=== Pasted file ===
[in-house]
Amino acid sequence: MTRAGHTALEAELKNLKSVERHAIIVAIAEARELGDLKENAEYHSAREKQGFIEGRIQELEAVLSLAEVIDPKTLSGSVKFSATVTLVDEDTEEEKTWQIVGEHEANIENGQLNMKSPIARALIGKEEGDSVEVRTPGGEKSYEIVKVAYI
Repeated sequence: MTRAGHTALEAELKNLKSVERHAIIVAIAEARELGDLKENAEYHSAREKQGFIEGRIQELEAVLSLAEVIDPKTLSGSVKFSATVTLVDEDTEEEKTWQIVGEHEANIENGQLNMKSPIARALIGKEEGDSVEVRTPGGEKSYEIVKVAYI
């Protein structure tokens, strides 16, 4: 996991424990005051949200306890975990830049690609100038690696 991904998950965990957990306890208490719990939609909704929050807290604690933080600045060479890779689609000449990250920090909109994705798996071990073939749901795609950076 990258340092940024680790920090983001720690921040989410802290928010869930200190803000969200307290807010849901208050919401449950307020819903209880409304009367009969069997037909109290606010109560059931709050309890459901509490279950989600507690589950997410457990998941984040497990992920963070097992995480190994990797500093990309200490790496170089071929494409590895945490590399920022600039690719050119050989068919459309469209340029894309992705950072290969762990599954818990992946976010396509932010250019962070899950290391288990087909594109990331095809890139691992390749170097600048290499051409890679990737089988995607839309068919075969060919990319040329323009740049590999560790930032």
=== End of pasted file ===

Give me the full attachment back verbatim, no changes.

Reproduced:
[in-house]
Amino acid sequence: MTRAGHTALEAELKNLKSVERHAIIVAIAEARELGDLKENAEYHSAREKQGFIEGRIQELEAVLSLAEVIDPKTLSGSVKFSATVTLVDEDTEEEKTWQIVGEHEANIENGQLNMKSPIARALIGKEEGDSVEVRTPGGEKSYEIVKVAYI
Repeated sequence: MTRAGHTALEAELKNLKSVERHAIIVAIAEARELGDLKENAEYHSAREKQGFIEGRIQELEAVLSLAEVIDPKTLSGSVKFSATVTLVDEDTEEEKTWQIVGEHEANIENGQLNMKSPIARALIGKEEGDSVEVRTPGGEKSYEIVKVAYI
């Protein structure tokens, strides 16, 4: 996991424990005051949200306890975990830049690609100038690696 991904998950965990957990306890208490719990939609909704929050807290604690933080600045060479890779689609000449990250920090909109994705798996071990073939749901795609950076 990258340092940024680790920090983001720690921040989410802290928010869930200190803000969200307290807010849901208050919401449950307020819903209880409304009367009969069997037909109290606010109560059931709050309890459901509490279950989600507690589950997410457990998941984040497990992920963070097992995480190994990797500093990309200490790496170089071929494409590895945490590399920022600039690719050119050989068919459309469209340029894309992705950072290969762990599954818990992946976010396509932010250019962070899950290391288990087909594109990331095809890139691992390749170097600048290499051409890679990737089988995607839309068919075969060919990319040329323009740049590999560790930032």